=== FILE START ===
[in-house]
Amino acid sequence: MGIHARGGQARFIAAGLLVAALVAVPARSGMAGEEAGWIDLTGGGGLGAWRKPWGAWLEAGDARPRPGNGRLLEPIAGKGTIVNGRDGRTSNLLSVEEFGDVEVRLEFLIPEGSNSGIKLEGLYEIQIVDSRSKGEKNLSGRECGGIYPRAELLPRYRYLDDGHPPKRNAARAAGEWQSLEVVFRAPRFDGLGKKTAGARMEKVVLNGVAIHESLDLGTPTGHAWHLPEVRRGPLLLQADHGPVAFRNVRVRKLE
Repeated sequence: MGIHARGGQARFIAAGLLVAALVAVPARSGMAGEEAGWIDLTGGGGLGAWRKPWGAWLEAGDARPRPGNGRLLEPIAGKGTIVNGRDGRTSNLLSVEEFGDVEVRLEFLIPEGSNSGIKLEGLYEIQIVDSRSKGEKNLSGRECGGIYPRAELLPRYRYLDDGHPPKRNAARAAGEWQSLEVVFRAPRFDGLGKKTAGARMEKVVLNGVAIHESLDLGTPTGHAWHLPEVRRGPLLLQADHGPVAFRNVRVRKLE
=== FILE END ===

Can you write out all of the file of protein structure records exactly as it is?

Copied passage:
[in-house]
Amino acid sequence: MGIHARGGQARFIAAGLLVAALVAVPARSGMAGEEAGWIDLTGGGGLGAWRKPWGAWLEAGDARPRPGNGRLLEPIAGKGTIVNGRDGRTSNLLSVEEFGDVEVRLEFLIPEGSNSGIKLEGLYEIQIVDSRSKGEKNLSGRECGGIYPRAELLPRYRYLDDGHPPKRNAARAAGEWQSLEVVFRAPRFDGLGKKTAGARMEKVVLNGVAIHESLDLGTPTGHAWHLPEVRRGPLLLQADHGPVAFRNVRVRKLE
Repeated sequence: MGIHARGGQARFIAAGLLVAALVAVPARSGMAGEEAGWIDLTGGGGLGAWRKPWGAWLEAGDARPRPGNGRLLEPIAGKGTIVNGRDGRTSNLLSVEEFGDVEVRLEFLIPEGSNSGIKLEGLYEIQIVDSRSKGEKNLSGRECGGIYPRAELLPRYRYLDDGHPPKRNAARAAGEWQSLEVVFRAPRFDGLGKKTAGARMEKVVLNGVAIHESLDLGTPTGHAWHLPEVRRGPLLLQADHGPVAFRNVRVRKLE